A lack of standards can quickly drive an organization into a monopoly arrangement whereby you are limited in the number of vendors who can support and enhance the system. Some might call this vendor lock-in, which can be costly and should be avoided.

Support for skill development
In the past, large financial organizations elected to adopt the Linux and Java technology stack, and other smaller and medium sized organizations elected to adopt the Windows and .NET stack. This ‘two camps’ approach is no longer dominant in the market. Today an organization can easily mix the technology stack for the project requirements without experiencing much technical difficulty—if skills are up to speed.

One of the most important considerations of a technology should be the team’s ability to develop and master the skills needed to fully leverage the solution. The wider the technology portfolio an organization has, the greater the number of skills the technical team will need.

Use a value framework
Several frameworks exist that attempt to help leaders make better IT investment decisions, such as ValIT and Value Measuring Methodology (VMM). But these frameworks should be approached with caution. Unless the use of these metrics is adopted and widely accepted across the organization and are utilized, ideally, with the expertise of a specialist who has experience in the use of such frameworks, they should be avoided. 

No. 1

Is the technology compliant?

Third-party risk management
Regulators recognize that technology adoption can regularly involve the provision of technology from a service provider, and they have strict guidelines and expectations in relation to this third-party management. If the service being provided is deemed critical, the procuring organization must undertake significant due diligence prior to adoption. And exercise ongoing monitoring and third-party risk management during the lifetime of the service provision.

Vendor due diligence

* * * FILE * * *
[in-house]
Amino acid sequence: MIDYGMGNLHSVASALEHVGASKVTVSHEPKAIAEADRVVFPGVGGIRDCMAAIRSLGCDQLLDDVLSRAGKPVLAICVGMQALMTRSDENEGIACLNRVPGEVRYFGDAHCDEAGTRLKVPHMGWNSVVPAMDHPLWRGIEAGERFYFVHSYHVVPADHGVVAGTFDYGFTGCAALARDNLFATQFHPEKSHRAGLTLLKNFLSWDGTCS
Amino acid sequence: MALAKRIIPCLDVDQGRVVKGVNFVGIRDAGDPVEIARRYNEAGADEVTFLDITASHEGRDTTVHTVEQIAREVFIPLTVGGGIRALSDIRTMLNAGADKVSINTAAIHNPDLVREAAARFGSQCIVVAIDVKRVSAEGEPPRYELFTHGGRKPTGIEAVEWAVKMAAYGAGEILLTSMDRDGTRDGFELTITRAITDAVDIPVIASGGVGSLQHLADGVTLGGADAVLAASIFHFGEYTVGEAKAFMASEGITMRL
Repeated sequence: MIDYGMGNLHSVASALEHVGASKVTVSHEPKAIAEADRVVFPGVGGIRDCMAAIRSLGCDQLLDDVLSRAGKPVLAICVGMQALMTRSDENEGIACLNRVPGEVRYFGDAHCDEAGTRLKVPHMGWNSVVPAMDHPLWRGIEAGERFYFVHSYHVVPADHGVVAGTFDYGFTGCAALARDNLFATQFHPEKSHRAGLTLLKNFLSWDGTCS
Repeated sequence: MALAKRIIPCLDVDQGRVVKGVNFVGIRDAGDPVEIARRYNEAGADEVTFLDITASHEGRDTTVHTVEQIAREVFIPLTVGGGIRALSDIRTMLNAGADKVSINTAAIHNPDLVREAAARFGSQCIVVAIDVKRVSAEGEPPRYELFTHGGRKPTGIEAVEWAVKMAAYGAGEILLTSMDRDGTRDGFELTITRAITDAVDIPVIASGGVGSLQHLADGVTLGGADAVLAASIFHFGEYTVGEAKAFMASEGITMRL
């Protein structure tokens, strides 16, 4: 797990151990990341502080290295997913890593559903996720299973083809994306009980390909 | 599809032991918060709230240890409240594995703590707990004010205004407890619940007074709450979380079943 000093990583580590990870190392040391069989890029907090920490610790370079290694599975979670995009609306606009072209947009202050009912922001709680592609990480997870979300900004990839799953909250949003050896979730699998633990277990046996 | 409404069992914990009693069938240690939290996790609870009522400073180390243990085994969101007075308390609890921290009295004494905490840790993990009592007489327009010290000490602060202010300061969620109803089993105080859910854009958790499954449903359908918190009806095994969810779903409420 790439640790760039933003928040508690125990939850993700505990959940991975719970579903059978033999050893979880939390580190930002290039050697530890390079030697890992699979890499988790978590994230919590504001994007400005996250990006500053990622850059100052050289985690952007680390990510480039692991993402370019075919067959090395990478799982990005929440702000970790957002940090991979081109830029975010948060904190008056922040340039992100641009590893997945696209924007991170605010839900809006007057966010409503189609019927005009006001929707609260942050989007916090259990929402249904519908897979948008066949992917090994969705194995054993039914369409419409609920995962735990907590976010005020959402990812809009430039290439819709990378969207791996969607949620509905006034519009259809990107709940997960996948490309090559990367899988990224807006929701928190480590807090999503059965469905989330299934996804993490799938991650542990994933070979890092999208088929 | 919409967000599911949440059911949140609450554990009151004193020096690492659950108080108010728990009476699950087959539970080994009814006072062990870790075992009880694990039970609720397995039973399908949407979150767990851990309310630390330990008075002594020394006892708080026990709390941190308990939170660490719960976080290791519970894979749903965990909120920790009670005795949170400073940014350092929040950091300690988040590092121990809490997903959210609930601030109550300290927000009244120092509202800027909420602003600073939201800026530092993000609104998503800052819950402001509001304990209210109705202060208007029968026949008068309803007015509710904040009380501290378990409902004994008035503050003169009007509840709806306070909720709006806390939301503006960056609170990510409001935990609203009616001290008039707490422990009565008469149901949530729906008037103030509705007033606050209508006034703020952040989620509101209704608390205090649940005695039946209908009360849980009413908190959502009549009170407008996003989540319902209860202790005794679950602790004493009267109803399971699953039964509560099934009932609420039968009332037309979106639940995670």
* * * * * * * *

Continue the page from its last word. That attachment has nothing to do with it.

Whilst the adoption of a common framework or language may not be subject to the same risk management as a service provider, it's important to consider how the use of new technology will affect regulatory obligations. Due diligence on the vendor, including financial viability, the ability to support the technology and acceptable service levels are all key considerations.

Many leaders experience a decision-making process in adopting new technology that's ambiguous, but it doesn't have to be. Using high level (big picture) and low level (day-to-day) reference points along with deep due diligence for compliance will help established financial firms avoid major pitfalls in adopting new tech.

Learn how financial firms can move faster with our on-demand webinar on technology in the financial sector

About the author

Richard Harpur is a highly experienced technology leader with a remarkable career ranging from software development, project management through to C-level roles as CEO, CIO, and CISO. Richard is highly rated and ranked in Ireland's top 100 CIOs. As an author for Pluralsight - a leader in online training for technology professionals - Richard's courses are highly-rated in the Pluralsight library and focus on teaching critical skills in cybersecurity including ISO27001 and Ransomware. As a Certified Information Security Manager (CISM) Richard is ideally positioned and passionate about sharing his extensive knowledge and experience to empower others to be successful. Richard also writes extensively on technology and security leadership and regularly speaks at conferences. When he is not writing for his blog Richard enjoys hiking with his wife and 4 children in County Kerry, the tourist capital of Ireland. You can reach Richard on twitter @rharpur.